by Mitch Kokai
Senior Political Analyst, John Locke Foundation
Why do I call this a beauty contest? Because 20 is still too many to conduct a credible debate. Supposedly, the groups will be split up into two sets over two nights. But even ten on the stage for a debate is way too much.
Assuming it’s a two-hour debate, that means each candidate will get about 8 to 10 minutes of speaking time, counting for commercial breaks, bumpers, announcer blather and moderator questions. And assuming none of them goes over their alloted time limits.
That’s scarcely more time than a Miss Universe candidate gets to answer her randomly drawn question about world peace. And given how Democrats have run things in the past, you can bet some questions will be leaked for tighter, glibber sound bites for some.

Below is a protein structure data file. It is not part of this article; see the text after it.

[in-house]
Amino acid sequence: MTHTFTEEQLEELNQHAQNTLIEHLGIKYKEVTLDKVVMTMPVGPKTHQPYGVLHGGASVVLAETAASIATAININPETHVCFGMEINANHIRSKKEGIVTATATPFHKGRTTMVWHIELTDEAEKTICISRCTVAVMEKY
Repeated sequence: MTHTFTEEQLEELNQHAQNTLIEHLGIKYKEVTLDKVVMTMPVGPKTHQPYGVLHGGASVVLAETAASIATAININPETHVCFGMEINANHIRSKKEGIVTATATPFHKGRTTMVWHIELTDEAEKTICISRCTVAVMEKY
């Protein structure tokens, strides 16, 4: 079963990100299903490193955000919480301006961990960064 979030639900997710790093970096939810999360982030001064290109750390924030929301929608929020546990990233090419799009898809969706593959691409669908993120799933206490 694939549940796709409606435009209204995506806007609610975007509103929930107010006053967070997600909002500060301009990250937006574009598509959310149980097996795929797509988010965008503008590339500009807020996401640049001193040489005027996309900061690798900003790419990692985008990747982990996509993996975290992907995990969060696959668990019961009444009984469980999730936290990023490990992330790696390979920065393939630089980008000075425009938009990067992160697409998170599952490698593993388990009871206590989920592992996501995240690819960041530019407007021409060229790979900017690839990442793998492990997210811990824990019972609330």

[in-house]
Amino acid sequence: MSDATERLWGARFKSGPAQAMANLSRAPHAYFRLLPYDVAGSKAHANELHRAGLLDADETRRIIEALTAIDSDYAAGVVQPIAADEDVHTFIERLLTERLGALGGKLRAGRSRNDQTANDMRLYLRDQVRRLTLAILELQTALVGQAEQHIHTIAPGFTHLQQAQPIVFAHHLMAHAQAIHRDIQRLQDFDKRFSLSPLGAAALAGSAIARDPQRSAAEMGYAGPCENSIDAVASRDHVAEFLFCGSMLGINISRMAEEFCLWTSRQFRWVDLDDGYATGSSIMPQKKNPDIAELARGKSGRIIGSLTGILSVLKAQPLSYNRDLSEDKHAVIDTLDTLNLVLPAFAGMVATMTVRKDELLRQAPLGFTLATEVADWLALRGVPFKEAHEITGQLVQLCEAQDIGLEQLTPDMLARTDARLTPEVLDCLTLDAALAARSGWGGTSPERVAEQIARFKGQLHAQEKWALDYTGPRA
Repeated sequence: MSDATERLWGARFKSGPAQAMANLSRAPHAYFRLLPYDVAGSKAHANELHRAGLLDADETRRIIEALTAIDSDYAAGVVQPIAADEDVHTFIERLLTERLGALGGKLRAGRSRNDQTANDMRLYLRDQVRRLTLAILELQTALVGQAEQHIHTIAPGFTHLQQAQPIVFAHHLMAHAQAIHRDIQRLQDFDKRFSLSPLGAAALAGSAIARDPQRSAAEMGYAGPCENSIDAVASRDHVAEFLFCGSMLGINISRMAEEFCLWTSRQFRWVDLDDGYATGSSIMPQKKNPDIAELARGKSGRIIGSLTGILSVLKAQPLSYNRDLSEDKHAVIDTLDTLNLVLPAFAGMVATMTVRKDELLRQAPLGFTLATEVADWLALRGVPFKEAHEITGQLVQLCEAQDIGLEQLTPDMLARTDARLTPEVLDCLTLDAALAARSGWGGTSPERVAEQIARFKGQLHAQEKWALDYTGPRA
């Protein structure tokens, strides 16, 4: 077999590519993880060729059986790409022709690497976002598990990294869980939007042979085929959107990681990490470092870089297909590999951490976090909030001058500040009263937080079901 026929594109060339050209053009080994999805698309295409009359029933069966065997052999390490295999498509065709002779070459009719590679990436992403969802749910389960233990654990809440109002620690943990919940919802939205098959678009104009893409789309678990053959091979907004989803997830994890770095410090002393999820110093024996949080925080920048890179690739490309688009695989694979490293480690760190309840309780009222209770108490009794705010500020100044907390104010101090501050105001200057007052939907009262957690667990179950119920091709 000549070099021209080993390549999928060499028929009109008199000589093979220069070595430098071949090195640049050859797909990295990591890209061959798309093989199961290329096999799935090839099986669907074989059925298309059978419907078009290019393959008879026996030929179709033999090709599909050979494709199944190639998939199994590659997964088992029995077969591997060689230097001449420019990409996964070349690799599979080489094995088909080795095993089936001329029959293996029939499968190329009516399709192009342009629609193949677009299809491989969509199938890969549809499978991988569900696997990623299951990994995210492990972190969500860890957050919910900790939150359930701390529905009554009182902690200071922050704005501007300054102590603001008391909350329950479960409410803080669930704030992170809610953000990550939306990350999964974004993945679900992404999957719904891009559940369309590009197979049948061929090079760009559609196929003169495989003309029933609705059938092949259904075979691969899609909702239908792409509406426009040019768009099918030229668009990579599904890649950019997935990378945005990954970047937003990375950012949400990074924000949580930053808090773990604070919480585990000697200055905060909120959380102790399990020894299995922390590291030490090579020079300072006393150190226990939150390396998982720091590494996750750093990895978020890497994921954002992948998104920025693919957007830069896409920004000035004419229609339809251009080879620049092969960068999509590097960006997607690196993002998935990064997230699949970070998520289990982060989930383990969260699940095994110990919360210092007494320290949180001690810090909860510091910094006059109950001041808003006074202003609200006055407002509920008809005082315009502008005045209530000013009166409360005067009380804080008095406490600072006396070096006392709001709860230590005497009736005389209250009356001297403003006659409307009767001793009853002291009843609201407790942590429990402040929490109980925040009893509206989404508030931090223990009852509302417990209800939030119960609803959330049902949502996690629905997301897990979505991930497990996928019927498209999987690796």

What’s the value of this absurd specter then? Why, as a beauty contest. Voters will make their choices based on candidate looks and poise, same as the reality-T.V. stars, designers and pop singers do as judges in the Miss Universe pageant, and what happens, happens. It’s not really going to be about a debate, it’s going to be about looking at the candidates and judging them that way until one of them takes the crown.
Doesn’t sound like a serious forum for debate actually. It works fine for a beauty contest, which is about looks, but for Democrats, it just shows how shallow they’ve gotten.
They dropped themselves into this pickle, of course, because they cheated on the picking of their candidate, putting their thumbs on the scale for Hillary Clinton at the expense of Bernie Sanders. Now they’re overcompensating by making the field as wide as possible.